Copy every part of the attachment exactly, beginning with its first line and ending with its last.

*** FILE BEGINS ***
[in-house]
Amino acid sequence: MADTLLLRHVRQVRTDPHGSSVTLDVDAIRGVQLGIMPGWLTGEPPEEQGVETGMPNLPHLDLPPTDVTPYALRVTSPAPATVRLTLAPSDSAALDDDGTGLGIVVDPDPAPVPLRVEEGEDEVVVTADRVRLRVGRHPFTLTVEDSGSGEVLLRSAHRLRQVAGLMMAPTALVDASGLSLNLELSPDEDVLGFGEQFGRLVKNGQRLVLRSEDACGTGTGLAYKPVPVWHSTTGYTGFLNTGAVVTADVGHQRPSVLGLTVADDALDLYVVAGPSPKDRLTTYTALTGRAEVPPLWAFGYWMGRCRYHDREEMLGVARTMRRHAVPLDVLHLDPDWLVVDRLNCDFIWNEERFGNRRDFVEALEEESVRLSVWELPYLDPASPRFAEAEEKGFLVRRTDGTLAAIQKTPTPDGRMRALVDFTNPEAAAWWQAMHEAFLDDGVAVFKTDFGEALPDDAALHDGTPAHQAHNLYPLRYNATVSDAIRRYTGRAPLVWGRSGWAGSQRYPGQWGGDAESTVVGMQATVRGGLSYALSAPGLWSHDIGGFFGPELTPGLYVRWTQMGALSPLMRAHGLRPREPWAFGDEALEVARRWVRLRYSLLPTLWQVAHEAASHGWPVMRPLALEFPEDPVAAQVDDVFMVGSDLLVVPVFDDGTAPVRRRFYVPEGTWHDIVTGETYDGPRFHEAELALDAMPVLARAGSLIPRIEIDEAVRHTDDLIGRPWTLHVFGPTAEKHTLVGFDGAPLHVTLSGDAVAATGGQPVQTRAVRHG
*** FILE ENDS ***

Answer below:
[in-house]
Amino acid sequence: MADTLLLRHVRQVRTDPHGSSVTLDVDAIRGVQLGIMPGWLTGEPPEEQGVETGMPNLPHLDLPPTDVTPYALRVTSPAPATVRLTLAPSDSAALDDDGTGLGIVVDPDPAPVPLRVEEGEDEVVVTADRVRLRVGRHPFTLTVEDSGSGEVLLRSAHRLRQVAGLMMAPTALVDASGLSLNLELSPDEDVLGFGEQFGRLVKNGQRLVLRSEDACGTGTGLAYKPVPVWHSTTGYTGFLNTGAVVTADVGHQRPSVLGLTVADDALDLYVVAGPSPKDRLTTYTALTGRAEVPPLWAFGYWMGRCRYHDREEMLGVARTMRRHAVPLDVLHLDPDWLVVDRLNCDFIWNEERFGNRRDFVEALEEESVRLSVWELPYLDPASPRFAEAEEKGFLVRRTDGTLAAIQKTPTPDGRMRALVDFTNPEAAAWWQAMHEAFLDDGVAVFKTDFGEALPDDAALHDGTPAHQAHNLYPLRYNATVSDAIRRYTGRAPLVWGRSGWAGSQRYPGQWGGDAESTVVGMQATVRGGLSYALSAPGLWSHDIGGFFGPELTPGLYVRWTQMGALSPLMRAHGLRPREPWAFGDEALEVARRWVRLRYSLLPTLWQVAHEAASHGWPVMRPLALEFPEDPVAAQVDDVFMVGSDLLVVPVFDDGTAPVRRRFYVPEGTWHDIVTGETYDGPRFHEAELALDAMPVLARAGSLIPRIEIDEAVRHTDDLIGRPWTLHVFGPTAEKHTLVGFDGAPLHVTLSGDAVAATGGQPVQTRAVRHG